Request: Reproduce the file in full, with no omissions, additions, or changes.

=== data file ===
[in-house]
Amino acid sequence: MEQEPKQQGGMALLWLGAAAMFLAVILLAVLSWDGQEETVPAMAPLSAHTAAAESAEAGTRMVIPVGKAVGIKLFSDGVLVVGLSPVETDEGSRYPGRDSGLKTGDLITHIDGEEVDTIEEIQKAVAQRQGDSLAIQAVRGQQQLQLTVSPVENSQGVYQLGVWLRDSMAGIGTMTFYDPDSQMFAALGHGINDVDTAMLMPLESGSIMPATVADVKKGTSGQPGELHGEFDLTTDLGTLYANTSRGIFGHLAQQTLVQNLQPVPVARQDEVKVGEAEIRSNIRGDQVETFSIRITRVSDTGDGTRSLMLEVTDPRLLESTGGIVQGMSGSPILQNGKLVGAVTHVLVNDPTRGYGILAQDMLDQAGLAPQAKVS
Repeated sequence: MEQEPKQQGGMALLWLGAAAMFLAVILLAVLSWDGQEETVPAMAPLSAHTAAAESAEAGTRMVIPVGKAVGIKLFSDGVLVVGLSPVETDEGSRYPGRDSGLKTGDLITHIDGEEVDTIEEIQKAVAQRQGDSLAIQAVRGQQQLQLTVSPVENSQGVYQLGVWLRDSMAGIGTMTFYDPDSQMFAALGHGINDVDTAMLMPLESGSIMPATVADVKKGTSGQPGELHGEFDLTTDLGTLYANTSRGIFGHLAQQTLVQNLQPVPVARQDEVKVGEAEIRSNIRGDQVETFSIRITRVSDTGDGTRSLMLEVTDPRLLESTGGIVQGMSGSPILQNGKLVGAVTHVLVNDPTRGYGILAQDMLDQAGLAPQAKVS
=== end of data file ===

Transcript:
[in-house]
Amino acid sequence: MEQEPKQQGGMALLWLGAAAMFLAVILLAVLSWDGQEETVPAMAPLSAHTAAAESAEAGTRMVIPVGKAVGIKLFSDGVLVVGLSPVETDEGSRYPGRDSGLKTGDLITHIDGEEVDTIEEIQKAVAQRQGDSLAIQAVRGQQQLQLTVSPVENSQGVYQLGVWLRDSMAGIGTMTFYDPDSQMFAALGHGINDVDTAMLMPLESGSIMPATVADVKKGTSGQPGELHGEFDLTTDLGTLYANTSRGIFGHLAQQTLVQNLQPVPVARQDEVKVGEAEIRSNIRGDQVETFSIRITRVSDTGDGTRSLMLEVTDPRLLESTGGIVQGMSGSPILQNGKLVGAVTHVLVNDPTRGYGILAQDMLDQAGLAPQAKVS
Repeated sequence: MEQEPKQQGGMALLWLGAAAMFLAVILLAVLSWDGQEETVPAMAPLSAHTAAAESAEAGTRMVIPVGKAVGIKLFSDGVLVVGLSPVETDEGSRYPGRDSGLKTGDLITHIDGEEVDTIEEIQKAVAQRQGDSLAIQAVRGQQQLQLTVSPVENSQGVYQLGVWLRDSMAGIGTMTFYDPDSQMFAALGHGINDVDTAMLMPLESGSIMPATVADVKKGTSGQPGELHGEFDLTTDLGTLYANTSRGIFGHLAQQTLVQNLQPVPVARQDEVKVGEAEIRSNIRGDQVETFSIRITRVSDTGDGTRSLMLEVTDPRLLESTGGIVQGMSGSPILQNGKLVGAVTHVLVNDPTRGYGILAQDMLDQAGLAPQAKVS